Further, an application may be lodged directly with the
Court of Appeal in order that a final decision may be obtained; there
is no right of appeal against that decision (Article 20).

22.     Chapter E of the legislative decree provides a special
procedure for obtaining a court order identifying persons entitled to

        A single judge of the court of first instance for the area in
which the expropriated property is situated has jurisdiction to make
such an order (Article 26).

        Article 27 para. 1 provides that entitlement is determined on
the basis of information on the cadastral plan and on the list of
landowners drawn up by a qualified engineer duly approved by the
Ministry of Public Works, and any other information supplied by the
parties or considered by the court of its own motion.

        No appeal lies against the decision taken at the end of this
special procedure (Article 27 para. 6).

        By paragraph 4 of Article 27, the court shall not give a
decision if

        (a) it is established at the hearing or by means of a
declaration by the State that a person can claim full ownership of the
expropriated property or some other right in rem;

        (b) there is any dispute between one or more persons allegedly
entitled to compensation as to ownership or any other right in rem such
that an inquiry has to be made into the claims put forward, which
inquiry must include a hearing for each party concerned who has brought
an action;

        (c) it is established at the hearing that a party claiming to
be entitled to compensation is unable to show that he has any right in

        By paragraph 2 of Article 8 of Legislative Decree no. 797/1971,
a final decision as to a given person's entitlement is necessary before
the Bank for Official Deposits can pay out the sum that was deposited
as compensation once that had been assessed by the courts.

   C.   Law no. 653/1977 on the obligations of adjoining owners where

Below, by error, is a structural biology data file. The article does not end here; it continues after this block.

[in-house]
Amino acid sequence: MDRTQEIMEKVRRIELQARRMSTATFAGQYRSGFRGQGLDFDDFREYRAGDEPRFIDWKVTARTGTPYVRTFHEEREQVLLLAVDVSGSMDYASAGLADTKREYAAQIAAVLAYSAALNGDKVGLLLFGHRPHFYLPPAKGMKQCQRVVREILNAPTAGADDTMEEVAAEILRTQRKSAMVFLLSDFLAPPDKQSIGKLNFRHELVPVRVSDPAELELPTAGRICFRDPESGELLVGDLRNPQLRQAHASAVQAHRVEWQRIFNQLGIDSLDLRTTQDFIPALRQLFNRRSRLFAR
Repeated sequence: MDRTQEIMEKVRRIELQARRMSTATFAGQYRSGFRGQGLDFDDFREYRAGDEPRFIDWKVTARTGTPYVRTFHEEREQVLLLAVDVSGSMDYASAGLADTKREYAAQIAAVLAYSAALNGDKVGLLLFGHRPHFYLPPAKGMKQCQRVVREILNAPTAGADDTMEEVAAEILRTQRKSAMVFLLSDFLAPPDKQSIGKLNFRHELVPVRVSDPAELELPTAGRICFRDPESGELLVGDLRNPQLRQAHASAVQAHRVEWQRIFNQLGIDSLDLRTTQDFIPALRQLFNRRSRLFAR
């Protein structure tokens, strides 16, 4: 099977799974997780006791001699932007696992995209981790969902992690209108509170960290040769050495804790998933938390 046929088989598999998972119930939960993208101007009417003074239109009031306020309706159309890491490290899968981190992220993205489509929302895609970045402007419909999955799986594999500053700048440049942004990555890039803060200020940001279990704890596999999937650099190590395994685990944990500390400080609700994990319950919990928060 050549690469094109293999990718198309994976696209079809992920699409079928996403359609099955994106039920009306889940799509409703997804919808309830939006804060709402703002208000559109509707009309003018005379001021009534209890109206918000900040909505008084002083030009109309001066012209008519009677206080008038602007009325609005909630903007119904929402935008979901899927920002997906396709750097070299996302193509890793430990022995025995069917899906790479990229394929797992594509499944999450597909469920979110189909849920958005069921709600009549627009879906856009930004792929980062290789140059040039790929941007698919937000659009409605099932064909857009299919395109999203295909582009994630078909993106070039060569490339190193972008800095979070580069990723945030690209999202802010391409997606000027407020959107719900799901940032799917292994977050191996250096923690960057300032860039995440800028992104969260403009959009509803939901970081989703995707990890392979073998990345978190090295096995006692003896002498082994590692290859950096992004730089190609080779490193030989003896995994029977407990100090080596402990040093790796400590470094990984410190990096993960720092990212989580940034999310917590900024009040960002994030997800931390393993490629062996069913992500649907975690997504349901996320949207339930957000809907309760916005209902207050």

major roads are built

23.     The relevant provisions of section 1 of Law no. 653/1977 of
25 July and 5 August 1977 provide:

        "1. Where a major road up to thirty metres wide is built in an
        area not covered by a town development plan, adjoining owners
        who derive a benefit shall be required to pay for an area
        fifteen metres wide, thus contributing to the cost of
        expropriating the properties bordering the road.  However, the
        area to which this obligation applies shall not exceed half
        the surface area of the property concerned.


        3. For the purposes of this section, adjoining owners whose
        properties front the roads that have been built shall be
        deemed to have derived benefit.

        4. Where those entitled to compensation on account of an
        expropriation are themselves liable for payment of part of
        that expropriation, there shall be a set-off between rights
        and obligations.

        5. The method and procedure for apportioning the compensation
        between the State and the adjoining owners shall be laid down
        in a decree to be published on a proposal by the
        Minister of Public Works.


   D.   Law no. 947/1979 on areas where building is permitted

24.     Section 62 of Law no. 947/1979 of 10 and 26 July 1979 provides:


        9. The provisions of section 1 of Law no. 653/1977 ... shall
        also apply where existing roads are improved by means of
        rerouting or widening in whole or in part, as specified in a
        decision of the Minister of Public Works ...

        10. The provisions of section 1 of Law no. 653/1977 ... shall
        also apply to secondary, municipal or local roads up to
        fifteen metres wide ..."

   E.   Case-law of the Court of Cassation

25.     In a judgment (no. 672/1989) of 13 June 1989
(Savvas Katikaridis and Others v. Minister for the Economy) the
Third Division of the Court of Cassation held: